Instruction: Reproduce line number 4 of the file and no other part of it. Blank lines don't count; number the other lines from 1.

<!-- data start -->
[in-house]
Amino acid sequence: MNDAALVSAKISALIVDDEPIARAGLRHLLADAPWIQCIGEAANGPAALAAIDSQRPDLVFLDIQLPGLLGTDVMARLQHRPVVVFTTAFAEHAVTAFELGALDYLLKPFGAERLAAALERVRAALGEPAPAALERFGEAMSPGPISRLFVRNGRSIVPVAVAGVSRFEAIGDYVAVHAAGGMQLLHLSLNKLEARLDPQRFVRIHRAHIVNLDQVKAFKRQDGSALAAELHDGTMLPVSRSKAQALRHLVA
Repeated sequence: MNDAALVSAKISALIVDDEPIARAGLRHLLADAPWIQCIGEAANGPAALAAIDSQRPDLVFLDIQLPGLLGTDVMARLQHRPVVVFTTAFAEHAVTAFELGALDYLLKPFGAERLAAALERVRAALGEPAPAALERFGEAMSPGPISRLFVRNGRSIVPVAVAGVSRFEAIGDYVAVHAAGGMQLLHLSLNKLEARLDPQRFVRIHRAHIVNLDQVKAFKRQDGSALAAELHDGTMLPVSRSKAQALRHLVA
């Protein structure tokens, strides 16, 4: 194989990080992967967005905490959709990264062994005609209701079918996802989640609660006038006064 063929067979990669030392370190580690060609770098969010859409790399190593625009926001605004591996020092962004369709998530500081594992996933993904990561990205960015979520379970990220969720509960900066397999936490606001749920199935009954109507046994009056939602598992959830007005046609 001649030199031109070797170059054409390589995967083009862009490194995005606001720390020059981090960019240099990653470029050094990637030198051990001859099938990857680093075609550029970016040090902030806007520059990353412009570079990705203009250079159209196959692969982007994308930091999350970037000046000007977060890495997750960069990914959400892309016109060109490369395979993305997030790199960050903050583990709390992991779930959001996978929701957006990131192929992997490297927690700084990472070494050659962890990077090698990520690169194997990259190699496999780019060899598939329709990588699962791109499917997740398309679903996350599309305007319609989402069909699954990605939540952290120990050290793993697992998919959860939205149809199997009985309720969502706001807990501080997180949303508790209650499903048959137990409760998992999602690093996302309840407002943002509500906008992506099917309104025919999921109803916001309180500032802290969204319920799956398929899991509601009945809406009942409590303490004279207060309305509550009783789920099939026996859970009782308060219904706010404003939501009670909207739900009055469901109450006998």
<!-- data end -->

């Protein structure tokens, strides 16, 4: 194989990080992967967005905490959709990264062994005609209701079918996802989640609660006038006064 063929067979990669030392370190580690060609770098969010859409790399190593625009926001605004591996020092962004369709998530500081594992996933993904990561990205960015979520379970990220969720509960900066397999936490606001749920199935009954109507046994009056939602598992959830007005046609 001649030199031109070797170059054409390589995967083009862009490194995005606001720390020059981090960019240099990653470029050094990637030198051990001859099938990857680093075609550029970016040090902030806007520059990353412009570079990705203009250079159209196959692969982007994308930091999350970037000046000007977060890495997750960069990914959400892309016109060109490369395979993305997030790199960050903050583990709390992991779930959001996978929701957006990131192929992997490297927690700084990472070494050659962890990077090698990520690169194997990259190699496999780019060899598939329709990588699962791109499917997740398309679903996350599309305007319609989402069909699954990605939540952290120990050290793993697992998919959860939205149809199997009985309720969502706001807990501080997180949303508790209650499903048959137990409760998992999602690093996302309840407002943002509500906008992506099917309104025919999921109803916001309180500032802290969204319920799956398929899991509601009945809406009942409590303490004279207060309305509550009783789920099939026996859970009782308060219904706010404003939501009670909207739900009055469901109450006998």